---- — Dear Editor:
While our cities are being taken over by drug lords and gang members, Springfield and Washington, D.C. turns their heads and look for easier prey.
Ever since our country was founded, a hard-working, honest American born man or woman was considered to be an asset to the country. They were the ones that were fighting wars for our country and freedom, working in factories, running businesses, farming, creating new technology, providing jobs and kept our local economy thriving.
Things have changed, I am so sorry to say. Every year now you can pick up the newspapers in December and start reading about the 250 to 300 new laws passed in Illinois by Rules and Regulation Party of Illinois. Most of these laws are passed with little or no regard to property rights or personal and religious freedoms guaranteed by the Constitution of the United States.
When I think about it, in a decade at this rate is 2,500 to 3,000 new laws. In all my years that is more laws than I care to remember. And this does not even include county, municipal or Washington, D.C. laws. I have noticed in the last few years that cop cars are proud to have written on the side, “law enforcement.”
As we all know it takes money to enforce the new laws and we have set up different agencies and have to build new million dollars buildings for them to operate out of. These jobs are what I call non-productive citizens.
They will tell you how to raise your children, run your farm, operate your business, etc. These jobs do nothing to help the gross national product of our country. These jobs also come with a healthy pension plan. In Illinois, we are learning what it costs. This is not a problem for the taxpayers who will cover it.
Now it seems like we have more laws than taxpayers are willing to support, so we go to the next solution to borrow money; this was always easy until the credit lenders figured out Illinois laws will not allow businesses to operate without some Illinois law interfering. This is why you see a high dollar company moving their headquarters to other states and overseas.
Some counties in Illinois are trying to cover state and local mandates by passing things such as a public safety tax so they can enforce all the laws. Business owners in Illinois are now at the point where they don’t know what agency will invade your property and shut you down until they decide if you were breaking the law. Will it be the EPA, Secretary of State, sales tax audit, workman’s compensation audit or just a nice letter from the Illinois Department of Revenue telling you that they are going to lock your doors if you don’t prove that you sent those tax forms to them. So you spend half the day helping them find that it was their error. No problem, the business paid for their mistake. Illinois will tell you that you have no rights, only privileges allowed by the state.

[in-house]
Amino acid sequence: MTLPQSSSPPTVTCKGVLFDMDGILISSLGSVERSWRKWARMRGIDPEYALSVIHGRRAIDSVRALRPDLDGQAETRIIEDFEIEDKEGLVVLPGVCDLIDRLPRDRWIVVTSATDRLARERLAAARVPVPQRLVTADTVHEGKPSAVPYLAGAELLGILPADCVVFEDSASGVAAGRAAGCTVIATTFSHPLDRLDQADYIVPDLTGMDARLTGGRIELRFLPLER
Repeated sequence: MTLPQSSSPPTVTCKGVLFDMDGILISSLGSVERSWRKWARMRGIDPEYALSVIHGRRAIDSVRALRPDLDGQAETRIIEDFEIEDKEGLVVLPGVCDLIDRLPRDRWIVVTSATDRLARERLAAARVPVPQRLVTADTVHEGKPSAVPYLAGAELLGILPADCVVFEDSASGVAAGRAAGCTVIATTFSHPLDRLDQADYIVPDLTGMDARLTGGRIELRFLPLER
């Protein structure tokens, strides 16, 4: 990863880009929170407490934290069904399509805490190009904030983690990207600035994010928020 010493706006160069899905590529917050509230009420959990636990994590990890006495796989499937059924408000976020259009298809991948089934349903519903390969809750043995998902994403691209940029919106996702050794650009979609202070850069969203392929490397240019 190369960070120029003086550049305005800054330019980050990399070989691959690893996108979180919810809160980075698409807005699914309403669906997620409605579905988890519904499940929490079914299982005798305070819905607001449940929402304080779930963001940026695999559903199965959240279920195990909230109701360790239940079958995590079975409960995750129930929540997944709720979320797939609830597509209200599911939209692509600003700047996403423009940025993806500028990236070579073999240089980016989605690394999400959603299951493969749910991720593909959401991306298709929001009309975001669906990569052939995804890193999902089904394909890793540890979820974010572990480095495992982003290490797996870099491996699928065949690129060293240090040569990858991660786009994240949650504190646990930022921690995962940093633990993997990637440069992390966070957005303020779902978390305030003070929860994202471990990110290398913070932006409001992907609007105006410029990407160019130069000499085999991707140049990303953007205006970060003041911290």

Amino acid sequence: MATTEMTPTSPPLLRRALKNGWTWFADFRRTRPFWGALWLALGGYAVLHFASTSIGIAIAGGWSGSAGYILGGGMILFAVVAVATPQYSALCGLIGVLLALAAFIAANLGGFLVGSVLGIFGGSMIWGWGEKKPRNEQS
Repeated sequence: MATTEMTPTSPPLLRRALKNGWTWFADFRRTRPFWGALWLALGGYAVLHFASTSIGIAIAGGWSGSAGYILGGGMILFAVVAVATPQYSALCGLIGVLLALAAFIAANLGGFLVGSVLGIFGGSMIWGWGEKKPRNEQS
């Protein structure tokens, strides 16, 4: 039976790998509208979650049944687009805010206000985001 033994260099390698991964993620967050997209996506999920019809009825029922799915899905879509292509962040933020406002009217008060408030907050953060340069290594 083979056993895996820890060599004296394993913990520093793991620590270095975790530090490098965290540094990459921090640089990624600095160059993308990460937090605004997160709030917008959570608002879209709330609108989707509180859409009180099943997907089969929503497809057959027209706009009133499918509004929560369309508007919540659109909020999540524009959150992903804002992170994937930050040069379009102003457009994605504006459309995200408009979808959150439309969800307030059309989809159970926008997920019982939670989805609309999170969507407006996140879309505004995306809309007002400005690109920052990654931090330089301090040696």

We are seeing priest and ministers and religious-based hospitals force to do things against their beliefs. We see private property declared to be public property under the disguise of a smoking ban. We have to have a FOID card permit to have a firearm and a permit for our permit to carry a firearm. They have their ideas for new laws everyday in Illinois.
I can only think of one new law that would solve a lot of these problems. Our country was made strong by the men, women and children that believed in God and country. Now we are seeing the danger of a lawmaker using an ink pen loaded with high capacity ink cartridges destroying what was passed down by our ancestors.
The law I would propose would require any person that ran and was elected to take a 16-hour training course about the Constitution and the Bill of Rights, and be able to pass the test to obtain their permit. It will also include a background check, finger prints are option if they wish to speed up their application.
This would be required before the swearing in of that individual. The date of swearing in needs to be delayed for three months while his or her permit is being processed.
When taking office the elected official will be required to wear a suit with his or her corporate and entity sponsors they represent clearly labeled on it. This suit will be similar to what the NASCAR drivers wear, during any time the legislature is in session.